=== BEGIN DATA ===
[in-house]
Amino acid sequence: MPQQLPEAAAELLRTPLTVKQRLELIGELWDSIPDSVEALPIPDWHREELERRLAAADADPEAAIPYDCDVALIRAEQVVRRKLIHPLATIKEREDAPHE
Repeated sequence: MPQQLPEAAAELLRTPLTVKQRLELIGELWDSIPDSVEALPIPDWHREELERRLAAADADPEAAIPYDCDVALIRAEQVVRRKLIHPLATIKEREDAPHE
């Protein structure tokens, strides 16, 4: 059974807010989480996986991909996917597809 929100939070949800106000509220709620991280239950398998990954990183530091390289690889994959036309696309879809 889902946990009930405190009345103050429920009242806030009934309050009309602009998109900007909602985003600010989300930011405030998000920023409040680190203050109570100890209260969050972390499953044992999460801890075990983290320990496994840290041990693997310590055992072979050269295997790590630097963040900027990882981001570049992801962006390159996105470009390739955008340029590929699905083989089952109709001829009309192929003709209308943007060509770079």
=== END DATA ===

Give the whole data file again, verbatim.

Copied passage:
[in-house]
Amino acid sequence: MPQQLPEAAAELLRTPLTVKQRLELIGELWDSIPDSVEALPIPDWHREELERRLAAADADPEAAIPYDCDVALIRAEQVVRRKLIHPLATIKEREDAPHE
Repeated sequence: MPQQLPEAAAELLRTPLTVKQRLELIGELWDSIPDSVEALPIPDWHREELERRLAAADADPEAAIPYDCDVALIRAEQVVRRKLIHPLATIKEREDAPHE
């Protein structure tokens, strides 16, 4: 059974807010989480996986991909996917597809 929100939070949800106000509220709620991280239950398998990954990183530091390289690889994959036309696309879809 889902946990009930405190009345103050429920009242806030009934309050009309602009998109900007909602985003600010989300930011405030998000920023409040680190203050109570100890209260969050972390499953044992999460801890075990983290320990496994840290041990693997310590055992072979050269295997790590630097963040900027990882981001570049992801962006390159996105470009390739955008340029590929699905083989089952109709001829009309192929003709209308943007060509770079």